Cloning From Abraham's DNA

Parashat Vayeira (Genesis 18:1-22:24)

One of the most well-known and riveting stories in the Torah is the binding of Isaac, found at the end of this week’s Torah portion. In Hebrew, it is referred to as the Akeidah, or the Binding. It is considered the final (and most difficult) of ten trials through which God tested Abraham. There are many lessons we can learn from this single event. We will attempt to bring out a few important aspects here.

At the very beginning of this passage, the Torah tells us, “After these things God tested Abraham” (Genesis 22:1). Why did God need to test Abraham? Doesn’t He know everything about every person on earth? Many times we tend to view the hardships of life as attacks from the adversary. However, just as Abraham, the father of our faith, was tested, we—the spiritual children of Abraham—should also expect testing. And we should not only expect testing, but we should embrace it. The fact is that tests are not for God, but for man. When we pass our test it demonstrates our faith in God to the world. And sometimes passing that test lets us know that we are capable of even more than we realize.

When Hashem told Abraham to bring his beloved son to Mount Moriah to offer him up as an olah, a burnt offering, Abraham’s response was to rise early in the morning and make all of the preparations for the mission he had been given. Abraham demonstrated a character trait known in Hebrew as zerizut, or alacrity. When he had a job to do, even one as difficult as this, he did not delay, but took to it immediately with fervor. Whereas anyone with lesser faith would have hesitated or even delayed obeying Hashem’s instructions due to their severity, Abraham was eager to carry them out as quickly as possible.

One thing that is remarkable about the entire event was Isaac’s complete agreement with his father. According to tradition based on the timeline of biblical events, Isaac was around thirty-seven years old at the time of the Akeidah. Therefore, he had an acute awareness of what was about to happen:

And Abraham took the wood of the burnt offering and laid it on Isaac his son. And he took in his hand the fire and the knife. So they went both of them together. And Isaac said to his father Abraham, “My father!” And he said, “Here I am, my son.” He said, “Behold, the fire and the wood, but where is the lamb for a burnt offering?” Abraham said, “God will provide for himself the lamb for a burnt offering, my son.” So they went both of them together. (Genesis 22:6–8)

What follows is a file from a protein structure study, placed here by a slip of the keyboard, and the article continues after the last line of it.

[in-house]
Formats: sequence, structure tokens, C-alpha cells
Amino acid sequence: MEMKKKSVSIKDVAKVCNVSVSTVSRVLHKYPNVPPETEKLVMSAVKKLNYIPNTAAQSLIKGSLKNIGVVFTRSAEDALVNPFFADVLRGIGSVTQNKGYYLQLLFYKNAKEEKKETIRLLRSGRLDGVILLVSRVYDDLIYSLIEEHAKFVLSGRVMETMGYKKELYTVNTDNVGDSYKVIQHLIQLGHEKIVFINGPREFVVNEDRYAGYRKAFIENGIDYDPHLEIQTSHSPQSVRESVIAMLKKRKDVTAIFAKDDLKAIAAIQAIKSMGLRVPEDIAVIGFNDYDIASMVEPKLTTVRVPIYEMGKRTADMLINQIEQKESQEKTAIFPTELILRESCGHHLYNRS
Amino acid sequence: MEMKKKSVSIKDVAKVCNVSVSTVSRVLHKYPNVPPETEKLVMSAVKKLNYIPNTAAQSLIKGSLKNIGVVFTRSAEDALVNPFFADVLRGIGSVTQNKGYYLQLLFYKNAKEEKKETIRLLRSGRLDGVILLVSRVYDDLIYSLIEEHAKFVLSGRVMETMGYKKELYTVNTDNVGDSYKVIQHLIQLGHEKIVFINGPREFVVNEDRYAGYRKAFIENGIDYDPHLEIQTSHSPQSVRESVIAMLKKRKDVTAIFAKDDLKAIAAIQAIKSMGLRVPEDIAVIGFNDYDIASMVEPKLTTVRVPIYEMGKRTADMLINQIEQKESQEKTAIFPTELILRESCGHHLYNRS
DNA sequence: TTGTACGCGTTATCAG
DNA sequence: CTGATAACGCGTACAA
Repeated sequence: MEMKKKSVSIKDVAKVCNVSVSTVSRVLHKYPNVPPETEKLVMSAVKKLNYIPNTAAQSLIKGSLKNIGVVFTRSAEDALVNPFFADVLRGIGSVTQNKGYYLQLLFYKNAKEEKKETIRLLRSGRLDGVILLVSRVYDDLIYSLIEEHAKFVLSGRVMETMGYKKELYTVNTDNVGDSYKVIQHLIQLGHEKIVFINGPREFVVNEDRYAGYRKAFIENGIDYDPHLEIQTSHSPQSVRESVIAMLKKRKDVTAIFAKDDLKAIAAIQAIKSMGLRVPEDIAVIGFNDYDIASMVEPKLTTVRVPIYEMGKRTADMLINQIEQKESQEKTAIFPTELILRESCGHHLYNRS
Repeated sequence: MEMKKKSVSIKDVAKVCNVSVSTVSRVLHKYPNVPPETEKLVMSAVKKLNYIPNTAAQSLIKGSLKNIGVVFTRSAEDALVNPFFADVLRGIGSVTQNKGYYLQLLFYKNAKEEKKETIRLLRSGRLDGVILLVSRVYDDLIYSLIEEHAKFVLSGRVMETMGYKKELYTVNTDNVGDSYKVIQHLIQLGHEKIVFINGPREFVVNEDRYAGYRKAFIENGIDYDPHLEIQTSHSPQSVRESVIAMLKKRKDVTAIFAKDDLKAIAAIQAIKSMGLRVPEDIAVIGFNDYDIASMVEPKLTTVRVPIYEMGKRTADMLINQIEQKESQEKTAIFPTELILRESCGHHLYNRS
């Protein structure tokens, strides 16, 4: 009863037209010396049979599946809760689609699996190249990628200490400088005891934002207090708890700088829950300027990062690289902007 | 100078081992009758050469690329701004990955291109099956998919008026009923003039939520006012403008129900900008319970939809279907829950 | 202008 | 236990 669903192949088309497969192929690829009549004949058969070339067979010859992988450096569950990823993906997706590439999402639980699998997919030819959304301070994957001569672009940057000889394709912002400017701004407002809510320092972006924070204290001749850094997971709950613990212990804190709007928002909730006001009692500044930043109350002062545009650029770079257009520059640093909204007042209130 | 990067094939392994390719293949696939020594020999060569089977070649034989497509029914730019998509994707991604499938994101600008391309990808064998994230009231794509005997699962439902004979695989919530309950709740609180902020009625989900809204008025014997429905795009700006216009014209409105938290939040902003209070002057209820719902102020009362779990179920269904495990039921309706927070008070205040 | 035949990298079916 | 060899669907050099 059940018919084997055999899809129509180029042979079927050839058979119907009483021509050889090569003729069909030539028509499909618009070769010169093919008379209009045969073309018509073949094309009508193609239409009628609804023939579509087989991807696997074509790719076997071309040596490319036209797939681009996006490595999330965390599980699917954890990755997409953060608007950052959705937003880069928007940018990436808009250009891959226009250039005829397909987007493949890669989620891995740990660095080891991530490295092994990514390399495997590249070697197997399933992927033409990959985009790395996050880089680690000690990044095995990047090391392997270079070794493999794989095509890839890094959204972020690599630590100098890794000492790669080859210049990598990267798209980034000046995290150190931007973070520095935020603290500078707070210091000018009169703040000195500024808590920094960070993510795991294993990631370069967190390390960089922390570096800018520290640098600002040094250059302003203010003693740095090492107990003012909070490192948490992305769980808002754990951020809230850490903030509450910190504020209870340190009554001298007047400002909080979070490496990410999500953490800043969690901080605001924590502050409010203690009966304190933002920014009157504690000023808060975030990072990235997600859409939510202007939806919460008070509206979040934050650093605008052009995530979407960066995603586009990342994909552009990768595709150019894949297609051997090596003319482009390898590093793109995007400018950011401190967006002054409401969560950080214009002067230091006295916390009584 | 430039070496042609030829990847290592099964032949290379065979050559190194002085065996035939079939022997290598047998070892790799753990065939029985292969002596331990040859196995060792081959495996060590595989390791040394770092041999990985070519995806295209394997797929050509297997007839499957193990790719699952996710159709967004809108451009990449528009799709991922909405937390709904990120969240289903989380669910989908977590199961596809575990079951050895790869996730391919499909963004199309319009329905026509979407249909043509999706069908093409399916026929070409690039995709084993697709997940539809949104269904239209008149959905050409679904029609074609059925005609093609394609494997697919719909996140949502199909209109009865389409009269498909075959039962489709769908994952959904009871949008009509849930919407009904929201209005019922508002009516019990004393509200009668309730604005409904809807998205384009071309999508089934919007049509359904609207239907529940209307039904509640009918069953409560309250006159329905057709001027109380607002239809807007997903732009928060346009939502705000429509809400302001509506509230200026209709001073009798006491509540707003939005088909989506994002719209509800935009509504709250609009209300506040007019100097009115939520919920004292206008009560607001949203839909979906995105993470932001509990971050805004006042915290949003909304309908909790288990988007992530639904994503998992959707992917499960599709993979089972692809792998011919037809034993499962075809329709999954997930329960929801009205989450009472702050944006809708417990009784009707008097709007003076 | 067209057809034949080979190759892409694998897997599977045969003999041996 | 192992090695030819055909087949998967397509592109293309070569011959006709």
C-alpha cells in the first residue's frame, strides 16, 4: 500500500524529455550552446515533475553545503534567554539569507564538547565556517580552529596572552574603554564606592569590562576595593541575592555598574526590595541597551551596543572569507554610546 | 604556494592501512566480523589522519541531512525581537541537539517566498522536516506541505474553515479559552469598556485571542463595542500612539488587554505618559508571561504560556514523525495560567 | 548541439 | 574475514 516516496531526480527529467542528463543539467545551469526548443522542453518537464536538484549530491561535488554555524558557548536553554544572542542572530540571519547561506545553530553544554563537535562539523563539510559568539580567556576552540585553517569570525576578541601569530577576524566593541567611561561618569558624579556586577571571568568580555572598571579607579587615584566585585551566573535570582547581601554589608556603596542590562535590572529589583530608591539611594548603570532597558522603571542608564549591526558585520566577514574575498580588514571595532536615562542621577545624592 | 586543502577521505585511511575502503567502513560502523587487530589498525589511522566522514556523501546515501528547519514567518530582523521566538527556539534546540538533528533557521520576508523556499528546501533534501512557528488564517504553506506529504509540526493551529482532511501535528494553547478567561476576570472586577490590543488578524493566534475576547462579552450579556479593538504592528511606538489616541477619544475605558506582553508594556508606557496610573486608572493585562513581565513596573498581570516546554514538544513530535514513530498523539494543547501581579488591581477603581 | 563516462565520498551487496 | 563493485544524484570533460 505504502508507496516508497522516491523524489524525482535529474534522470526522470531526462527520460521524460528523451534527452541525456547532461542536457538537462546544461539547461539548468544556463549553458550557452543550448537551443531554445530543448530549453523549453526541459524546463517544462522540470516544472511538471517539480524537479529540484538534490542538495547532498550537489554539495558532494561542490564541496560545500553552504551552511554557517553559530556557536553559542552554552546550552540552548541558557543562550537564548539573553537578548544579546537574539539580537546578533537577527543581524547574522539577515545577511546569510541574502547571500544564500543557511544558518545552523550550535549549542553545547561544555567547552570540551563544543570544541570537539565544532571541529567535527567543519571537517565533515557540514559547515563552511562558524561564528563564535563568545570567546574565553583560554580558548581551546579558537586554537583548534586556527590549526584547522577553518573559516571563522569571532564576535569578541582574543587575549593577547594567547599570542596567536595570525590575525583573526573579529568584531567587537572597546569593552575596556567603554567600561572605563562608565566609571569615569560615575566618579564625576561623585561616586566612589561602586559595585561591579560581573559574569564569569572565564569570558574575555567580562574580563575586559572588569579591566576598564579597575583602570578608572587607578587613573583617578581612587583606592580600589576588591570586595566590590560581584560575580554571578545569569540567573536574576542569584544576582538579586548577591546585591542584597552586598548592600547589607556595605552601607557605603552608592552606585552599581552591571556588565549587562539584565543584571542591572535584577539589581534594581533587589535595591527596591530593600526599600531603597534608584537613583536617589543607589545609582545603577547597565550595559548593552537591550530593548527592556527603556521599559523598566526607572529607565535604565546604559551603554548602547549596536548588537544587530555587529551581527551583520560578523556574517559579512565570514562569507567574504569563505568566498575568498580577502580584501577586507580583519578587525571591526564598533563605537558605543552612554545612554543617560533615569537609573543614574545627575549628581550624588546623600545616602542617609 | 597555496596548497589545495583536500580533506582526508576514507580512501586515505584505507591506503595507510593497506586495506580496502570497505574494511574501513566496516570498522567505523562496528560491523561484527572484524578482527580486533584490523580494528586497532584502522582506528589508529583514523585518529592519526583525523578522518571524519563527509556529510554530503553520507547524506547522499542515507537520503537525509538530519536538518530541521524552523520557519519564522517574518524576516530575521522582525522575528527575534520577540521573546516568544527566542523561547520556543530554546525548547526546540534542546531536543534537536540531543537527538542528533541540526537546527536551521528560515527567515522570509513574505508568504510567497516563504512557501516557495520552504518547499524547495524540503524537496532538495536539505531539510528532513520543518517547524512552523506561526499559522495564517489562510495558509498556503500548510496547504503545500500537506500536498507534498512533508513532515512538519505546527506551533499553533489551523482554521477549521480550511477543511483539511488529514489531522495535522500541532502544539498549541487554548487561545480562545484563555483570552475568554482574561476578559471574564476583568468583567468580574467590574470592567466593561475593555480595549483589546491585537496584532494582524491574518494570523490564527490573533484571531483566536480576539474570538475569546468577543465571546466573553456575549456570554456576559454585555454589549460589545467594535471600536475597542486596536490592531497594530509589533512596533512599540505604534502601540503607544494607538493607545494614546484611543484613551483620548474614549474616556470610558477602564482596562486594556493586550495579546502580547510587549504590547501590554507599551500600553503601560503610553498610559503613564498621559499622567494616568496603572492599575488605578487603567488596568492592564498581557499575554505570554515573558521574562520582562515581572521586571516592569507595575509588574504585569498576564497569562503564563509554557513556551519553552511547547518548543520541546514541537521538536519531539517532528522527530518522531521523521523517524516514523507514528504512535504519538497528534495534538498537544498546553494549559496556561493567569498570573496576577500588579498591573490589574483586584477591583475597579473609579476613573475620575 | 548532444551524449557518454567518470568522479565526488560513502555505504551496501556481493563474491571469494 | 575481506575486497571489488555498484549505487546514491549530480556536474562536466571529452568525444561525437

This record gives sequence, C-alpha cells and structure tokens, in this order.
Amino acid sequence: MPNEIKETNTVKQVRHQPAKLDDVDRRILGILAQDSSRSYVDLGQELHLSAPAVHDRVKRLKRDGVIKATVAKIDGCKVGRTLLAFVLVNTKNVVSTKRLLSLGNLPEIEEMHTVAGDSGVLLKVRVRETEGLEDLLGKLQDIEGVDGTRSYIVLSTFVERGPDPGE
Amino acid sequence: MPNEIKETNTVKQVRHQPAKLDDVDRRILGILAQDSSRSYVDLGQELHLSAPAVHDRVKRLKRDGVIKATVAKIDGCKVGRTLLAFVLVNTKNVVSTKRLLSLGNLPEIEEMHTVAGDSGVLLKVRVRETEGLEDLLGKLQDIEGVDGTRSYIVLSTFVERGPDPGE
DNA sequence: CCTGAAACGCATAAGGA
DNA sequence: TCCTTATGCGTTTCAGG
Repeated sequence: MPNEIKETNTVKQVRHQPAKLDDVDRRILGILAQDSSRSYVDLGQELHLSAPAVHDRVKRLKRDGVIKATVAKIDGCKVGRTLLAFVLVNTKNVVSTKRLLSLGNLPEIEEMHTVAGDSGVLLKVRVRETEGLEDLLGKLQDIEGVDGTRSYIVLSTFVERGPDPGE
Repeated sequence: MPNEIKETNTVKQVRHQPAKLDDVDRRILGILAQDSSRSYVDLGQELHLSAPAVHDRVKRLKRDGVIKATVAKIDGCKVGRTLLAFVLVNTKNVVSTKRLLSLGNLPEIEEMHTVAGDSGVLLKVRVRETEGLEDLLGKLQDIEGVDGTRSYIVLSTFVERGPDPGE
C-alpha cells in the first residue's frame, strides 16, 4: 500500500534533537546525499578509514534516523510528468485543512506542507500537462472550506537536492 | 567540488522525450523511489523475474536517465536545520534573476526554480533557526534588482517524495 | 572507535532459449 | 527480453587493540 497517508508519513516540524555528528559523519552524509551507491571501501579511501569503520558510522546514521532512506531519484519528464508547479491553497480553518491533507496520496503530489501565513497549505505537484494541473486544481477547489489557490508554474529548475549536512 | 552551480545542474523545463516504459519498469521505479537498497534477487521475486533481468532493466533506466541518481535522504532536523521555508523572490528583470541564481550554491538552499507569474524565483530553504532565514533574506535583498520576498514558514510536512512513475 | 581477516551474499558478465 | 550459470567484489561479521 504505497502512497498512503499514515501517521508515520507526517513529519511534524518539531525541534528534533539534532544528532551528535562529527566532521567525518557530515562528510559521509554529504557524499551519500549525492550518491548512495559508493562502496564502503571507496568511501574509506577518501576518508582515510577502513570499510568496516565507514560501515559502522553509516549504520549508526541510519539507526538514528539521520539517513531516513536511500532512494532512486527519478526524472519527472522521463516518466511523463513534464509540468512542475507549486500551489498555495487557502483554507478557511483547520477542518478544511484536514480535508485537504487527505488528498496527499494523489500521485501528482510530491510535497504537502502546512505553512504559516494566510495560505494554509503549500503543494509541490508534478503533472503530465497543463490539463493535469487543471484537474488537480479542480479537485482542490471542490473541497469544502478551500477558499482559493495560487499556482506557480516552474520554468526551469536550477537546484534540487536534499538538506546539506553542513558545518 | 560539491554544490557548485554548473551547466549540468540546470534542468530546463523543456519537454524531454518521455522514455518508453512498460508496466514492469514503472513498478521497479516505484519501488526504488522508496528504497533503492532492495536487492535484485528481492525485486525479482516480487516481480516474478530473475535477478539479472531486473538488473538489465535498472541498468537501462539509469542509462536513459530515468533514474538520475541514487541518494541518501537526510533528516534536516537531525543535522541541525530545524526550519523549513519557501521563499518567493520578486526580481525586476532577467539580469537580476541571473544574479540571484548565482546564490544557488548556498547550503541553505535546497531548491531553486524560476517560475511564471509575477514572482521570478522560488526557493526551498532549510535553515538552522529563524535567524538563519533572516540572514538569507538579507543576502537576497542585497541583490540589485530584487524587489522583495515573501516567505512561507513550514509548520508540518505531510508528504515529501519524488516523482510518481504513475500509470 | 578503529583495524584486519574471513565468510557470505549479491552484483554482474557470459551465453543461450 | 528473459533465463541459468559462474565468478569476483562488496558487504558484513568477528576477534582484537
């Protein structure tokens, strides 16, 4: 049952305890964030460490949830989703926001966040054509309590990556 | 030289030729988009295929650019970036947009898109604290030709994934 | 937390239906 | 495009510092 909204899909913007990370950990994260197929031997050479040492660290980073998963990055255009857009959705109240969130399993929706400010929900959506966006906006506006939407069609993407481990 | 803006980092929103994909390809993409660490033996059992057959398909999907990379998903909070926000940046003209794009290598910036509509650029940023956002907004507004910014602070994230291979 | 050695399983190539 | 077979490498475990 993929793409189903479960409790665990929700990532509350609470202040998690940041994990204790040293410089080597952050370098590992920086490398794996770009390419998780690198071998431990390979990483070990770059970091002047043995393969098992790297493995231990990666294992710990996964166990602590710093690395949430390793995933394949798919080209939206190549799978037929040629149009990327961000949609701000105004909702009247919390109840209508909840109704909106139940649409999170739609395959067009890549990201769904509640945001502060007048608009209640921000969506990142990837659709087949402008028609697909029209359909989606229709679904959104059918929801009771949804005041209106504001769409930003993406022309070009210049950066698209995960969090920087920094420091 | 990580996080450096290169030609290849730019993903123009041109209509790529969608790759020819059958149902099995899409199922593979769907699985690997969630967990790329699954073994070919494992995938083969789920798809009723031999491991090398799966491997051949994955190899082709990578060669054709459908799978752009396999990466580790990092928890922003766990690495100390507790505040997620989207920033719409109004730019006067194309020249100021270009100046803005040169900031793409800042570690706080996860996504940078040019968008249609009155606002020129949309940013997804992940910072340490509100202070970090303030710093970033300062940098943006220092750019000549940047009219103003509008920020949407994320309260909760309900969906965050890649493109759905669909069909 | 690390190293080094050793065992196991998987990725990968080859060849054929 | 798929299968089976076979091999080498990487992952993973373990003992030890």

The Hebrew expression, “Vayelchu sheneihem yachdav” appears twice in this section. It is usually translated to mean that they simply journeyed together. However, the Hebrew connotes more than simply journeying together. It implies joining together in purpose. They were yachdav, “as one.” The first time this phrase appears is after the wood is placed upon Isaac and they begin their journey. The second time it appears is when Isaac has the sinking realization that the missing lamb was intentional and that he would be the one placed upon the altar. But yet the two of them continued on “as one.”

Isaac, bearing the greatness of his father’s spiritual genes, was one with Abraham in purpose. This unity was so great that Isaac wanted to ensure that his sacrifice was carried out properly. The midrash relates that Isaac was so concerned that he would instinctively react to the knife approaching that he asked to be bound so that he would not flinch and invalidate himself as a sacrifice. This was the depth of his oneness with his father.

There is an expression in Hebrew that says, “Ma’aseh avot siman lebanim.” It means, “The actions of the fathers are portents for the children.” In this test Abraham becomes not only a testimony of faithfulness and complete trust for all future generations, but also a pattern by which his children will be recognized. His spiritual DNA, so to speak, is passed down from generation to generation. This is why Paul says that Abraham is "the father of all who believe" (Romans 4:11). When our actions line up with Abraham, we become somewhat of a replica, a clone, so to speak, of the father of our faith. We are not only demonstrating our spiritual lineage, but we are establishing a pattern of faithfulness for our children and grandchildren as well. May we all live in a manner that reflects the unwavering faith of our father Abraham to our children and all subsequent generations.